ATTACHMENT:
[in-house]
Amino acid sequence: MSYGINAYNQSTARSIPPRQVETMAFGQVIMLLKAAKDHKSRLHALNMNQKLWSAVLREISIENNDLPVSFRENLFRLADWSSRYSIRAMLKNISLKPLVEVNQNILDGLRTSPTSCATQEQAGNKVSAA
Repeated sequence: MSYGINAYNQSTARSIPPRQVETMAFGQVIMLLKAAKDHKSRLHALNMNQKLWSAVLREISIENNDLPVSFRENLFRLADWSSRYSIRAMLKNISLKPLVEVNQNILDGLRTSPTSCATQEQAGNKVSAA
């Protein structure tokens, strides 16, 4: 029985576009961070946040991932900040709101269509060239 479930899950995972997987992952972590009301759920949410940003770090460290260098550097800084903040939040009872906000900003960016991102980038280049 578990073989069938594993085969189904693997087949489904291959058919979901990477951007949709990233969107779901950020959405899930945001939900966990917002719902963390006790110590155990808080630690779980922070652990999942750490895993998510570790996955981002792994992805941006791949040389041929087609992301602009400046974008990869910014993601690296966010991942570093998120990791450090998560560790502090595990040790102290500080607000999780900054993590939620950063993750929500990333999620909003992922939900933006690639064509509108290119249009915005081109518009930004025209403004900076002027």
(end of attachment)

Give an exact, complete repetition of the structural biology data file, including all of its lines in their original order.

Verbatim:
[in-house]
Amino acid sequence: MSYGINAYNQSTARSIPPRQVETMAFGQVIMLLKAAKDHKSRLHALNMNQKLWSAVLREISIENNDLPVSFRENLFRLADWSSRYSIRAMLKNISLKPLVEVNQNILDGLRTSPTSCATQEQAGNKVSAA
Repeated sequence: MSYGINAYNQSTARSIPPRQVETMAFGQVIMLLKAAKDHKSRLHALNMNQKLWSAVLREISIENNDLPVSFRENLFRLADWSSRYSIRAMLKNISLKPLVEVNQNILDGLRTSPTSCATQEQAGNKVSAA
């Protein structure tokens, strides 16, 4: 029985576009961070946040991932900040709101269509060239 479930899950995972997987992952972590009301759920949410940003770090460290260098550097800084903040939040009872906000900003960016991102980038280049 578990073989069938594993085969189904693997087949489904291959058919979901990477951007949709990233969107779901950020959405899930945001939900966990917002719902963390006790110590155990808080630690779980922070652990999942750490895993998510570790996955981002792994992805941006791949040389041929087609992301602009400046974008990869910014993601690296966010991942570093998120990791450090998560560790502090595990040790102290500080607000999780900054993590939620950063993750929500990333999620909003992922939900933006690639064509509108290119249009915005081109518009930004025209403004900076002027």